The Derelict Sites Act 1990 imposes a general duty on every owner and occupier of land to take all reasonable steps to ensure that the land does not become, or continue to be, a derelict site. The Act also imposes a duty on local authorities to take all reasonable steps, including the exercise of appropriate statutory powers, to ensure that any land within their functional area does not become, or continue to be, a derelict site. To this end, local authorities have been given substantial powers under the Act in relation to any such sites, including powers to require that owners or occupiers take appropriate measures on derelict sites, to acquire derelict sites by agreement, or compulsorily, and to apply a derelict sites levy on the registered owners of derelict sites.
Under the Act, local authorities are required to maintain a derelict sites register, which includes the name and address of each owner and occupier, where these can be ascertained by reasonable enquiry, of any land which, in the opinion of the local authority, is a derelict site. Under section 8(5) of the Act, a copy of the derelict sites register for any local authority can be inspected at the offices of that authority during office hours. This positions members of the public to engage with their local authority in relation to addressing individual derelict sites in their local areas.
It is a matter for local authorities to determine the most appropriate use of the legislation within their respective functional areas.
Under the Planning and Development (Amendment) Act 2018, both the Derelict Sites Levy and the Vacant Sites Levy will increase from 3% to 7% of the market valuation of relevant sites with effect from January 2020. This change in the rate of the levies is intended to ensure that the levies have more meaningful impact and that the powers of local authorities in tackling dereliction and vacancy are strengthened for the purpose of bringing relevant sites into productive use, thereby facilitating urban regeneration and development while also combatting land hoarding.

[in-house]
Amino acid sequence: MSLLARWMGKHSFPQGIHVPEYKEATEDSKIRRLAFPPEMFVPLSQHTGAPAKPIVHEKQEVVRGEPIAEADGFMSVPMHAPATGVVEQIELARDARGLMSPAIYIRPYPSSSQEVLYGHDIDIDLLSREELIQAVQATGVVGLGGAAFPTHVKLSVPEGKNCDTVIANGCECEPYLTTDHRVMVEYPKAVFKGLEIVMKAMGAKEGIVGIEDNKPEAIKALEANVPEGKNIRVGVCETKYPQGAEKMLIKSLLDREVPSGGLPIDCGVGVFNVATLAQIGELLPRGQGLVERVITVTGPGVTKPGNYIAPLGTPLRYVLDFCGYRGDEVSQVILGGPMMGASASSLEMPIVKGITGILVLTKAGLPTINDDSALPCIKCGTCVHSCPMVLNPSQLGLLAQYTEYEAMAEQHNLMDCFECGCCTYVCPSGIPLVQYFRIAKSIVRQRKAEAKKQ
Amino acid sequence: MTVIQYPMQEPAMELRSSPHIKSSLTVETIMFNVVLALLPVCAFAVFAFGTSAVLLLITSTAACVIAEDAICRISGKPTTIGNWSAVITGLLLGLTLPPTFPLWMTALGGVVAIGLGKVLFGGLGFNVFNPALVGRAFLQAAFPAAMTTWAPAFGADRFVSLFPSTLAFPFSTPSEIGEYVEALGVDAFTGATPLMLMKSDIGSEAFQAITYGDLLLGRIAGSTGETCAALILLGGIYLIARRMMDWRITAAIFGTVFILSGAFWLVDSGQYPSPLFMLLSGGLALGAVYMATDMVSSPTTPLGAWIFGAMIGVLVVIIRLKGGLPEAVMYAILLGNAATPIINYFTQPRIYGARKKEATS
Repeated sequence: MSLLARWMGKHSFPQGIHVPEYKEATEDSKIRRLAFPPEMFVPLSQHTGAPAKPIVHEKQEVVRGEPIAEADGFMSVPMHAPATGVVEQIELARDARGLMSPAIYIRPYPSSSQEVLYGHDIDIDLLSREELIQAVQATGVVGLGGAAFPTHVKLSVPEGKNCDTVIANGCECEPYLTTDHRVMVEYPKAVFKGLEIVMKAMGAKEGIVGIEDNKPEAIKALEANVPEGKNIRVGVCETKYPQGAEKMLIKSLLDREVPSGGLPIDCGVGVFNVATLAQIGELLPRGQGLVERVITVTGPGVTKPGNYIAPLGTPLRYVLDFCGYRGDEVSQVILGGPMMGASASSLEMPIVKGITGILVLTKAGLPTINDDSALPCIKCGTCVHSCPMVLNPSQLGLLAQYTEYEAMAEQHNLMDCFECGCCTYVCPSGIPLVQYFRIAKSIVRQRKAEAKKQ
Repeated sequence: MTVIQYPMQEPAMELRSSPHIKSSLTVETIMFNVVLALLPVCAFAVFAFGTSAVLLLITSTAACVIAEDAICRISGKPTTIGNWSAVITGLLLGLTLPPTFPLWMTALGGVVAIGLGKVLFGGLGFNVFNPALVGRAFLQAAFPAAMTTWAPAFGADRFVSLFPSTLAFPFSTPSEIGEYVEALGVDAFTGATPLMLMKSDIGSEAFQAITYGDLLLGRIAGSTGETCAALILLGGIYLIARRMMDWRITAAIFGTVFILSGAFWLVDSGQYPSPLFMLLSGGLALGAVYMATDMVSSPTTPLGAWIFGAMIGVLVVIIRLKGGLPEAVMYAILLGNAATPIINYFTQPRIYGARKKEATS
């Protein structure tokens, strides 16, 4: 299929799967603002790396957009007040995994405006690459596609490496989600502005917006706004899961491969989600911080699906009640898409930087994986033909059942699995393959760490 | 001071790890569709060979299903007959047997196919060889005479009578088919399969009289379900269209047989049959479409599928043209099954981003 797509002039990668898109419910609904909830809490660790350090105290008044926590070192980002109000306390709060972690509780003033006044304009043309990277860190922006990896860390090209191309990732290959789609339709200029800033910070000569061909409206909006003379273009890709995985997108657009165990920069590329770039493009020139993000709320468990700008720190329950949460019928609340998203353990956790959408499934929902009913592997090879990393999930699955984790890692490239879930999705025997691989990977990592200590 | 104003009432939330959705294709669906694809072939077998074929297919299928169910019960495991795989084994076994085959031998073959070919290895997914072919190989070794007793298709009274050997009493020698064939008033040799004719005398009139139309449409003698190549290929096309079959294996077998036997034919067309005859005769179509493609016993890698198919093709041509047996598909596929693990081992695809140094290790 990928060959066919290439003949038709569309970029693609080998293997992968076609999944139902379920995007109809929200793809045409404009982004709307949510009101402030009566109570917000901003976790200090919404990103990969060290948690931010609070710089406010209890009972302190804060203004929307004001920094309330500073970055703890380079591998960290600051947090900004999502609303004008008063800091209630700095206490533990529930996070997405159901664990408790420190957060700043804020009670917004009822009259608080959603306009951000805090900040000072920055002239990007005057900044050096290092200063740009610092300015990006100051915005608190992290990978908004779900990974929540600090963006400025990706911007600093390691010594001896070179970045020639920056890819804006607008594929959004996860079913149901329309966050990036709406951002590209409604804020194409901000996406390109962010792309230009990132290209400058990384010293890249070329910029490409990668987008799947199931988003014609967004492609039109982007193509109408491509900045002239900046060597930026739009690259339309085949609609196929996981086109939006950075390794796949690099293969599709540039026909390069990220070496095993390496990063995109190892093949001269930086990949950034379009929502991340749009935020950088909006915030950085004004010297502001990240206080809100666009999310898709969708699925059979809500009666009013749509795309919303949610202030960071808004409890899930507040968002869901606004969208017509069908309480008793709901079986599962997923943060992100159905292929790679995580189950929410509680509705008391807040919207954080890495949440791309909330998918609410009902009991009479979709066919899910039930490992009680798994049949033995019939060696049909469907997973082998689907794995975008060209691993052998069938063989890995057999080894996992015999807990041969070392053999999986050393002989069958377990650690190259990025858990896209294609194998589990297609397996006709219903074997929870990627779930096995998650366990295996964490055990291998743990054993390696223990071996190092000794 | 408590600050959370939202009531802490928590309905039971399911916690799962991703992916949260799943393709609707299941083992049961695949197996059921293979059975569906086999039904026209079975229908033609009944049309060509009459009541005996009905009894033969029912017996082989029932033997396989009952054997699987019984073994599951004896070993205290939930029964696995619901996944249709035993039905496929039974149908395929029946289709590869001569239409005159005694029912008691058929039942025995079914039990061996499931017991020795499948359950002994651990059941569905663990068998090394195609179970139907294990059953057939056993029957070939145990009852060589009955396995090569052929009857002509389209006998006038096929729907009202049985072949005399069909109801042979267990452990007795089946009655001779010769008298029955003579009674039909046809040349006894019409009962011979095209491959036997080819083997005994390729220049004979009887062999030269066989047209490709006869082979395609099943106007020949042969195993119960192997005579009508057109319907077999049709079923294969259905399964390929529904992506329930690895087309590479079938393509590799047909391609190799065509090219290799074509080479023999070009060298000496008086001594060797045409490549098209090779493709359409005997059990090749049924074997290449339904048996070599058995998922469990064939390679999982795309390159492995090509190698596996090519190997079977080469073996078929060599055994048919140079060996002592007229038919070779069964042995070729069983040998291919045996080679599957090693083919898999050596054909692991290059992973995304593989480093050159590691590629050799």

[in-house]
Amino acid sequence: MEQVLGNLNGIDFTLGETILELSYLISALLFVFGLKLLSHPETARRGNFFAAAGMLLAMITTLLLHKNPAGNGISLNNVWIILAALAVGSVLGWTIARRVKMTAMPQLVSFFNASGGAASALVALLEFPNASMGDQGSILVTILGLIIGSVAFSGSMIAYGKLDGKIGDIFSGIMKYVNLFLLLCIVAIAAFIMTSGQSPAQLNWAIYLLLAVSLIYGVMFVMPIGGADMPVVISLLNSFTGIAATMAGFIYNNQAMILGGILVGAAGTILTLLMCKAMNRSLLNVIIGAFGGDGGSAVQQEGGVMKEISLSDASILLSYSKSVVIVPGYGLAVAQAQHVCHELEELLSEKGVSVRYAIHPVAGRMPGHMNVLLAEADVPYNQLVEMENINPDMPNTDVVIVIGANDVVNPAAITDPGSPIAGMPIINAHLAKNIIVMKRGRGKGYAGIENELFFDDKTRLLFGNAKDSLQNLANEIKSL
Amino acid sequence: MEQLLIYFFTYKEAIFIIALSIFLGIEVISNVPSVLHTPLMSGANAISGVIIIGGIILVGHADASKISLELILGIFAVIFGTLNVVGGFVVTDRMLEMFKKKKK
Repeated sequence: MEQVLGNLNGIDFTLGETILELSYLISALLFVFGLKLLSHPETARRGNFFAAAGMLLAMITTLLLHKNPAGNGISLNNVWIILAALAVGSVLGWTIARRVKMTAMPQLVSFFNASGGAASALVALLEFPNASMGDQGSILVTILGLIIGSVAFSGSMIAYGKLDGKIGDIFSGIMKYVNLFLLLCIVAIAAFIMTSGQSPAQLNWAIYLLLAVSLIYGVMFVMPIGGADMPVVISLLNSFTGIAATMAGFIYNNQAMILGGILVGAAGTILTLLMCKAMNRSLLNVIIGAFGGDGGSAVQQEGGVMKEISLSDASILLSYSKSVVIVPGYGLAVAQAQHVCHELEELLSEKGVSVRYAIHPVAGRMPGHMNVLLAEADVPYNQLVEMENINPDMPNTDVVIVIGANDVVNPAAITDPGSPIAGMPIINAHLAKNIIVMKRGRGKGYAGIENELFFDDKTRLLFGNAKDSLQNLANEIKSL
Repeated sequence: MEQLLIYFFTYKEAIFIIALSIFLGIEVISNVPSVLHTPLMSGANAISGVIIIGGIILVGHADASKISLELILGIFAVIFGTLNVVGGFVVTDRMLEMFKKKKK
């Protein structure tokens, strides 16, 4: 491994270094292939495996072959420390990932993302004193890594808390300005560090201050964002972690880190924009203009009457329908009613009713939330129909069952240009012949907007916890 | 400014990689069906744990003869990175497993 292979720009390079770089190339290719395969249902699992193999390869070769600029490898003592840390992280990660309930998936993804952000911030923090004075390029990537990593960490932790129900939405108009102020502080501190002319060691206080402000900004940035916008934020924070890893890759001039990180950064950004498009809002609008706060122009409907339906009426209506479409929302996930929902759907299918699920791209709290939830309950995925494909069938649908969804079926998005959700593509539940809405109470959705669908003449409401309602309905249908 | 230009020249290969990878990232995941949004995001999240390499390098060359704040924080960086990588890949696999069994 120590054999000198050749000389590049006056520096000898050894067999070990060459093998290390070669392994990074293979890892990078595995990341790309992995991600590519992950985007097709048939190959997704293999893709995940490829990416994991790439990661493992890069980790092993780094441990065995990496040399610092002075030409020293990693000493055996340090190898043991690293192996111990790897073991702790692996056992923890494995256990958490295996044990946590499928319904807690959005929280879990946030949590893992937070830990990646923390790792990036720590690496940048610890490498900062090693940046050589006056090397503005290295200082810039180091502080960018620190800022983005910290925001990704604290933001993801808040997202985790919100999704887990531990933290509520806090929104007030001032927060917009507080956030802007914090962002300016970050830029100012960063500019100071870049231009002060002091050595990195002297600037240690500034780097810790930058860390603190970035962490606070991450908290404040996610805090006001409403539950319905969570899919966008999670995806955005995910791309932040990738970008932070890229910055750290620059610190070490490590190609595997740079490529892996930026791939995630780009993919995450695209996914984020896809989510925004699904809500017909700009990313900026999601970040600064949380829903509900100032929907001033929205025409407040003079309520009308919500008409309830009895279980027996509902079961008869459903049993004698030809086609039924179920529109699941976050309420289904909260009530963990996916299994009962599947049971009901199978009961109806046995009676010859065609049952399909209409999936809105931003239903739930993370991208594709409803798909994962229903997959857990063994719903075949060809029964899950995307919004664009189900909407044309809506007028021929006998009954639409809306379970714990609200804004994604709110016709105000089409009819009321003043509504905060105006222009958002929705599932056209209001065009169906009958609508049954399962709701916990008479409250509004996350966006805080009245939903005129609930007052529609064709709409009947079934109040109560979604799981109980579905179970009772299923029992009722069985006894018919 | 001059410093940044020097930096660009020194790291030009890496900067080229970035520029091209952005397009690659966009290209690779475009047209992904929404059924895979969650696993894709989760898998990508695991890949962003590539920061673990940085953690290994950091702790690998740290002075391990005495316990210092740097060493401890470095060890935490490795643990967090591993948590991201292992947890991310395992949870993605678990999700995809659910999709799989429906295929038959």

In addition, the Planning and Development (Amendment) (No.2) Regulations 2018, which came into operation on 8 February 2018, provide for an exemption from the requirement to obtain planning permission in respect of the change of use of certain vacant commercial premises, including vacant areas above ground floor premises, to residential use. This measure is aimed at facilitating the productive re-use of qualifying vacant commercial buildings as homes, while also facilitating urban renewal and the bringing on stream of increased housing supply.
In relation to progress on a more general level, Rebuilding Ireland aims to deliver over 50,000 additional social housing homes through build, acquisition and leasing programmes and also aims to support some 87,000 additional households through the Housing Assistance Payment Scheme and the Rental Accommodation Scheme, over the 6 year period of the Plan.
Very significant progress has been made in delivering on Rebuilding Ireland's targets, with over 72,000 households having had their housing need met under the Plan by end 2018. This level of delivery has been reflected in the reductions recorded on housing waiting lists, with the number of households on waiting lists reducing by 13,941, or over 16%, between 2017 and 2018 alone.
Rebuilding Ireland has been increasing the capacity of local authorities and Approved Housing Bodies to deliver social housing over the past three years and clear results are being delivered. This is evident in the fact that there was an 85% increase in new build social homes in 2018 when compared to 2017 and the number of new social housing homes built in 2018 was eight times greater than the number built in 2015, the year before Rebuilding Ireland was initiated.
My Department supports delivery through the development and implementation of policy and legislation geared towards enhanced supply and also through the provision of significant funding for local authorities. In addition, my Department works closely with each individual local authority to support them to deliver their minimum targets, and where possible to exceed their targets and advance their pipelines for additional delivery in the coming years. The quarterly Construction Status Reports which I publish provide an overview of all new build social housing completed and being advanced across the 31 local authorities. The latest report, which sets out the position at end 2018, is available on the Rebuilding Ireland website at http://rebuildingireland.ie/news/minister-murphy-publishes-social-housing-construction-status-report-for-q4-2018/ .
The coming three years will see further increased output of social housing throughout the country and I have recently written to each local authority outlining ambitious targets for 2019. These targets can be viewed at
In 2019, record funding of €2.4 billion is being provided for the delivery of housing programmes, which will allow for the housing needs of almost 27,400 additional households to be met. 10,000 of these will be provided through build, acquisition and lease programmes.
I am confident that progress remains on track to meet the target to deliver 50,000 new social housing homes over the six years 2016-2021.